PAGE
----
The date of 14 November has been set every year to mark the birthday of Fredrick Banting who together with Charles Best made the discoveries that led to the development of insulin in 1921. Expect to see heaps of blue on this day, as the global symbol for diabetes, the blue circle, appears everywhere to help raise awareness of this disease.
World Diabetes Day puts the focus on healthy lifestyle and healthy eating, which is a key factor in managing Type 1 Diabetes and helping to manage and prevent Type 2 Diabetes.
New Zealand celebrates Diabetes Action Month – and the results of last year’s risk factor assessment highlight the importance of getting involved: Last year, more than 3,500 people undertook an assessment of their risk factors during the month, with 68% learning they potentially have a greater propensity for type 2 diabetes. The core purpose of the first Diabetes Action Month was to alert New Zealand that everyone is at risk of diabetes. Activities in November included a national roadshow that visited 33 locations in 14 towns and cities, and the launch of an online version of the risk awareness tool, so everyone could assess their risk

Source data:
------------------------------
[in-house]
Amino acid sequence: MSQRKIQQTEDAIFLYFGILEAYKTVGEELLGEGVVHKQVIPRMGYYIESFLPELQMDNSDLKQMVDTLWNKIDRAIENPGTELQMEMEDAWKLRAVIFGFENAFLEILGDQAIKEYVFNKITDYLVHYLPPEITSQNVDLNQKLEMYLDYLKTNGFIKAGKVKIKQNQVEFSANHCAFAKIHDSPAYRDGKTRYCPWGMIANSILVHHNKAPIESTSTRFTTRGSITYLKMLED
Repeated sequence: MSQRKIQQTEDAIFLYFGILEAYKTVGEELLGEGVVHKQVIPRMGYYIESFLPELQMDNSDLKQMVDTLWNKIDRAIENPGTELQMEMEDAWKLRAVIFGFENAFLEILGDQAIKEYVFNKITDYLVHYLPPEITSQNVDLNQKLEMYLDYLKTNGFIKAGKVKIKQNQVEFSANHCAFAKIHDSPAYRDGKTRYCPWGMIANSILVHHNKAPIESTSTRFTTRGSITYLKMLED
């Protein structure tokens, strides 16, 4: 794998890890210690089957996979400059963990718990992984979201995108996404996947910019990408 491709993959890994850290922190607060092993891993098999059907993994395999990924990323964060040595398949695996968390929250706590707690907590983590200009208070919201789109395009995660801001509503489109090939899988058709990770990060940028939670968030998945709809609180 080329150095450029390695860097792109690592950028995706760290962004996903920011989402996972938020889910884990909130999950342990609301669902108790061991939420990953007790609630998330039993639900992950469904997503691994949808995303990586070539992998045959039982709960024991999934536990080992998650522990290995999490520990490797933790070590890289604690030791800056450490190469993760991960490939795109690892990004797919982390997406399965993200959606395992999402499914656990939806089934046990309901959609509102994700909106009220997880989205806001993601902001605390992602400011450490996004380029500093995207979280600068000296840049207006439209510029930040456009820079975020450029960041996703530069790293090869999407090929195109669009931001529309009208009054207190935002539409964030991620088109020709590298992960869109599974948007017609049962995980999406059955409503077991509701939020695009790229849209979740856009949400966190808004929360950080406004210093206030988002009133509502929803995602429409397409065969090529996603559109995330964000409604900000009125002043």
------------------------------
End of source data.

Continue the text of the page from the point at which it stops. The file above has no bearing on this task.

Healthy living starts at breakfast
World Diabetes Day encourages healthy living and that means there’s a focus on starting each day right by having a healthy breakfast.
A healthy breakfast should help to prevent blood sugar levels from getting too high and should keep you full through the morning. Whilst cereal and toast may be cheap, these options typically raise blood sugar levels rapidly and may leave you hungry again before lunch.
Tip: If you drink fruit juice for breakfast, consider cutting the juice out or having a smaller glass of it. For reference, a 150ml glass of unsweetened orange juice contains around 15g of carbohydrate and 13g of sugar.